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China Briefings

Reports on China issued by Samsung Economic Research Institute

Changes in Korea-China Trade Structure and Responses

Changes in Korea-China Trade Structure and Responses

Samsung Economic Research Institute Beijing Office

Nov. 20, 2012

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Trade volume between Korea and China has grown rapidly since the establishment of diplomatic ties between the two countries, driving the growth of Korea's trade volume. However, Korea's exports to China have slowed recently. The sluggish performance can be temporary, but it is also possible that it has been caused by structural problems. If the latter is the reason, Korea needs to take countermeasures.

Technology-intensive industrial goods, especially liquid crystal displays, have taken the major share in exports to China while exports of lower-technology products to China have decreased. Indeed, the trade of the share of parts and materials with China is much higher than the average. Although the share of parts and materials in total imports is shrinking, that in imports from China is growing, because both countries are exporters of industrial goods and need parts and materials to assemble finished goods.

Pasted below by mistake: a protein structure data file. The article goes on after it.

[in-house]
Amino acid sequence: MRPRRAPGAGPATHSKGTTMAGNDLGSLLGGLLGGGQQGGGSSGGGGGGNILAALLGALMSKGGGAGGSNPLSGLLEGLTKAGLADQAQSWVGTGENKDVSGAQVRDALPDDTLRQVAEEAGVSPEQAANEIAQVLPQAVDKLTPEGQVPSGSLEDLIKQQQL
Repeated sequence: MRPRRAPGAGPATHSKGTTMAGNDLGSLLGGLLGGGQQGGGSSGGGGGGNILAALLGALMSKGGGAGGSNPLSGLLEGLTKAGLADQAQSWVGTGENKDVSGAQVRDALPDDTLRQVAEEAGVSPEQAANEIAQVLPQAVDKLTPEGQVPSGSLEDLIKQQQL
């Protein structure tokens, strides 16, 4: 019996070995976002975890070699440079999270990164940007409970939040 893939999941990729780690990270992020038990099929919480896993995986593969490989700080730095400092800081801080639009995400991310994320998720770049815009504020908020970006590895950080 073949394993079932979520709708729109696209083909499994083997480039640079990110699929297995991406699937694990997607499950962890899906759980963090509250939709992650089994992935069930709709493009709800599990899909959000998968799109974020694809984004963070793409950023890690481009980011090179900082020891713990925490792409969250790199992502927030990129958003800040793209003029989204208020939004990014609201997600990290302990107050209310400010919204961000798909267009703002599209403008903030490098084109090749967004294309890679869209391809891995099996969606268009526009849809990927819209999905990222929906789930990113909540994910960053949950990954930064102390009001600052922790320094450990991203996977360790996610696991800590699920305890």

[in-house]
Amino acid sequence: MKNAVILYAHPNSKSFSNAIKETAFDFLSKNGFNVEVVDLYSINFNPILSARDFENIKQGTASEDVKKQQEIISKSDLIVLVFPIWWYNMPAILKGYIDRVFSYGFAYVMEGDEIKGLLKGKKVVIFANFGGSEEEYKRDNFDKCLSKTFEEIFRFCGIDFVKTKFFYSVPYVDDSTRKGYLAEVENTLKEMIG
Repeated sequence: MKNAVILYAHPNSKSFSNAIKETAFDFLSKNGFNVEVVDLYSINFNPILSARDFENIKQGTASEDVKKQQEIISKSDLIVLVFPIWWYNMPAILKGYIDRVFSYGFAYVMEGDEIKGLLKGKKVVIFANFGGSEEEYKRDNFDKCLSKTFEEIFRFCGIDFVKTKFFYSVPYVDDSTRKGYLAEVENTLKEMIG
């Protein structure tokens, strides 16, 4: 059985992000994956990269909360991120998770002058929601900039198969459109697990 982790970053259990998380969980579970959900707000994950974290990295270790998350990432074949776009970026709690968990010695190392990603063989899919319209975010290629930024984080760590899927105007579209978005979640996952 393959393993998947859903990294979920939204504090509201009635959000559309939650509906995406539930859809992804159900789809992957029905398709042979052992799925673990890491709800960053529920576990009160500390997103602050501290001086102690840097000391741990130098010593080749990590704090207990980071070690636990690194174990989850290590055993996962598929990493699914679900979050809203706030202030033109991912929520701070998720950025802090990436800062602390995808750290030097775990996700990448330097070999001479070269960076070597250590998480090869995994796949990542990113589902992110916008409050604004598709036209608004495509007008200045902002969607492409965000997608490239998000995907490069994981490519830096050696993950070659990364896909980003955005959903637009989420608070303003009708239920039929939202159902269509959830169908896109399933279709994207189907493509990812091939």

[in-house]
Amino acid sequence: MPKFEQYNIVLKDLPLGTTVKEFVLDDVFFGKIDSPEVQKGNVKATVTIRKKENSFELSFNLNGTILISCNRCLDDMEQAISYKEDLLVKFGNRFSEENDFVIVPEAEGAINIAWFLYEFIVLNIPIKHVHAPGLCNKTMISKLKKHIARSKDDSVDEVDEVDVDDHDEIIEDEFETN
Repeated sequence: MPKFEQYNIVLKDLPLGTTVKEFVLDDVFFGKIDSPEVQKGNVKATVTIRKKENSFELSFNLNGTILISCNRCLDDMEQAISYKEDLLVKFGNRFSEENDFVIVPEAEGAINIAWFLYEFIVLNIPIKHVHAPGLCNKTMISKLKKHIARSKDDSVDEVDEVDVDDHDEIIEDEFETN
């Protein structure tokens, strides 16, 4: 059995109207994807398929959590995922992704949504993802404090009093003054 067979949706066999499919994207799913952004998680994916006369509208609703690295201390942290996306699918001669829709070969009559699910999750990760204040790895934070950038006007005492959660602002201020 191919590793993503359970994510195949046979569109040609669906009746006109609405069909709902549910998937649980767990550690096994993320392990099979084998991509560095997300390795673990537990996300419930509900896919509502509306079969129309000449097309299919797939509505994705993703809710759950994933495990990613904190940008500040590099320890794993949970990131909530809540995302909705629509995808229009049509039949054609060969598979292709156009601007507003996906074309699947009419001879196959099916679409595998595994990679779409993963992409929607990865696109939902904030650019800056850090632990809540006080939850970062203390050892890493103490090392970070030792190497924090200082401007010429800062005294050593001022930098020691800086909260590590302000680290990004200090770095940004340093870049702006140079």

However, technology-intensive industries have also lost competitiveness in exports to China. One of the reasons is an overly rapid restructuring of key industries in the transformation of Korea's trade structure to deal mostly with technology-intensive products. The other reason is Korea's too high dependency on certain items in its exports to China. Therefore, even though China's economy recovers, Korea's exports to China are unlikely to pick up.

Technology-intensive industries create much value in exports, but do not create many jobs. In comparison, less technology-driven industries are highly effective in creating jobs and value in exports. Korean companies needs to extend life of those industries, develop new export products, and produce more synergies in exports and investments.

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